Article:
Sam held his breath, sighting along the flashlight beam, and fired. He emptied the clip, his jaw clenched so tight he was surprised he didn't break his own teeth. The Olitiau screamed, louder and longer than before, its wings beating desperately against the air, one crashing against Sam so hard it knocked the air from his lungs even as he scrambled to keep his footing. He tasted blood in his mouth, his chest and shoulder flaring with a sudden heat as though he'd been dragged across gravel.
The creature hit the floor of the cave heavily, its head falling back as the amber eyes dimmed. Sam went to his knees, instinct demanding he scramble away from the ledge, but before he made it two feet, the creature's legs crashed into him with its death throes and he was falling.
Dean's harness worked perfectly; seconds after losing purchase, Sam was jerked to an abrupt halt, an arm's reach from the edge of the cliff.
He gasped, crying out briefly from the shock, the flashlight and gun falling from his grasp. As the Olitiau tumbled over the edge of the cave floor and into the abyss, Sam reached out with nothing but desperation to guide him and snagged Dean by the collar of his shirt, ripping him from the grasp of the dead cave demon.
Both brothers cried out as Dean was released, and Sam felt the older man reach up with one hand, grabbing Sam's wrist and clinging for dear life. For a moment nothing moved; the only sound Sam could hear was their rasping gasps of breath, the slam of his own heart, and the scrape and creak of the taut rope as it rubbed against the rock ledge.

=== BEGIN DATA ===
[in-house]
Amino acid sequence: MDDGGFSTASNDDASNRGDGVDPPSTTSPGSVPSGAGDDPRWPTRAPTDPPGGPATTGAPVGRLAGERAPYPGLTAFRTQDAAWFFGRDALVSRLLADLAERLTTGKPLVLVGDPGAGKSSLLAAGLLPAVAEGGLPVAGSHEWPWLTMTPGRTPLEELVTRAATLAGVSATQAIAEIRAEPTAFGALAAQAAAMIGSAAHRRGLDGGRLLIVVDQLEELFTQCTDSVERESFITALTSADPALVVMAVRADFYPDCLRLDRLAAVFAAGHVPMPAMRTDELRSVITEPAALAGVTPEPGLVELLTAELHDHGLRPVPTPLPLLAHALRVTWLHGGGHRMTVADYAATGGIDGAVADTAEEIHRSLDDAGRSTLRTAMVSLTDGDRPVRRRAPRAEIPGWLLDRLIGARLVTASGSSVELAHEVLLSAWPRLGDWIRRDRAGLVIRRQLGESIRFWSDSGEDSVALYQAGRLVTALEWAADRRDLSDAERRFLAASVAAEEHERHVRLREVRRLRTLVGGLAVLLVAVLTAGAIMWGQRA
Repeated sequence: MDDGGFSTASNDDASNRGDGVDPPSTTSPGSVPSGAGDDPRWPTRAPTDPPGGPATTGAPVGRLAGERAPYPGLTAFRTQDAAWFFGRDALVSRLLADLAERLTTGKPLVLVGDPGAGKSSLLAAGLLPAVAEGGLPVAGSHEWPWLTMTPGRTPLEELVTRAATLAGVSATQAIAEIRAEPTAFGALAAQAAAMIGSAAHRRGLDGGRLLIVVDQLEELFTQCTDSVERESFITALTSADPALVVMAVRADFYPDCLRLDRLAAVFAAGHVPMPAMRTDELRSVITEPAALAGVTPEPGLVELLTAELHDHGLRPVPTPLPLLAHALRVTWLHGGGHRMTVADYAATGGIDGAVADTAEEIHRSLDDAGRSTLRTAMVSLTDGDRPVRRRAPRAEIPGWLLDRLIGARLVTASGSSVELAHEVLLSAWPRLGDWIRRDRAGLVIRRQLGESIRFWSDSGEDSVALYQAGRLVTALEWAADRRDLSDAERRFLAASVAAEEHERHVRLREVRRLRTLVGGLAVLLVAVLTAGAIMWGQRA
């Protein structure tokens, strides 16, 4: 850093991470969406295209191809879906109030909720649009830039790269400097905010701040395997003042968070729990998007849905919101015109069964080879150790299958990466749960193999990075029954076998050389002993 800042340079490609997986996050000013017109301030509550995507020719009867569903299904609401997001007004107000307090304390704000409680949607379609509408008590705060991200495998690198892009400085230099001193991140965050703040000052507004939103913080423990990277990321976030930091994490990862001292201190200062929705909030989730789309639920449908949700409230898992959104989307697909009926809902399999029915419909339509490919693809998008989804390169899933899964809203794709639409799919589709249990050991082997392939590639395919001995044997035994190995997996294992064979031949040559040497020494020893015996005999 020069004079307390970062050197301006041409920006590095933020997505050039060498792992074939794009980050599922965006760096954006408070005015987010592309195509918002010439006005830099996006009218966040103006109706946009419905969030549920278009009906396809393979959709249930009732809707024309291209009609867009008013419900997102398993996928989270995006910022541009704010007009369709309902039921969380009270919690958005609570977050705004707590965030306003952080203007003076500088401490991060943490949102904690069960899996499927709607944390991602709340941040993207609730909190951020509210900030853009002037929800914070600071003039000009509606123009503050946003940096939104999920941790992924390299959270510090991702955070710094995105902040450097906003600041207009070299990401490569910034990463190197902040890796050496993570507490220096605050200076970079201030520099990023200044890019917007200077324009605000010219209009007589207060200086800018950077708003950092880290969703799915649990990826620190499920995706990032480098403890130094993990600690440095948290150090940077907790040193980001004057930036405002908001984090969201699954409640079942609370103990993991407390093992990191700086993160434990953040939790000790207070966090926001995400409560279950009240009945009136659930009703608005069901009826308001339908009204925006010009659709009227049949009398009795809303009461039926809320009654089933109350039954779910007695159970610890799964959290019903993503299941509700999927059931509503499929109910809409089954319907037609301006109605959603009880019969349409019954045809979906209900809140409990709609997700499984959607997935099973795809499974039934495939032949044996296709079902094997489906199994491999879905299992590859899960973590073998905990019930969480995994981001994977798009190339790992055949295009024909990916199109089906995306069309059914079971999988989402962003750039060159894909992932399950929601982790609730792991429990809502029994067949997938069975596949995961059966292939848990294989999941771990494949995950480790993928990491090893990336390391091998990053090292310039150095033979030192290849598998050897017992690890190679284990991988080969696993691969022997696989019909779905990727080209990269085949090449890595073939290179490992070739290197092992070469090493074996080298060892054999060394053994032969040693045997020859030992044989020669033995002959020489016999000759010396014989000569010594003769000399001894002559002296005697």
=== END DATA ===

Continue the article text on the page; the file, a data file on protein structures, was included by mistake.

Then Dean's grasp began to weaken.
"Hang on," Sam gasped. "Jesus, Dean, don't let go."
Dean didn't reply, but Sam felt his grip tighten once more.
"I'm close to the ledge, okay? I just gotta…." He tried to pull Dean up with the arm his brother clung to, but his muscles trembled. Forcing himself to trust that the rope would hold, he released his grasp on the ledge, tipping forward in the harness Dean had constructed, and reached down for his brother with his other hand. "'m gonna pull you up to me, 'kay?"
Dean still didn't respond and Sam forced himself not to panic when he felt Dean's grip loosen once more.
"Hey, no no no. Don't you do that. You go, I go."
Dean held on, but it was loose and Sam could feel him trembling.
"Gonna, pull you up, now, okay?"
Sam puffed out three breaths, then with one hand tucked under Dean's shoulder and the other at the back collar of his shirt, he pulled upward, his growl of effort echoing dully on the walls around them and swallowed by the dark pit below. He nearly whimpered with exhaustion when he managed to get Dean to waist level and pressed his brother against the wall with his legs in order to adjust his grip. Dean seemed to come around enough to help out again and grasped Sam's arm, his broken wrist hanging limply at his side.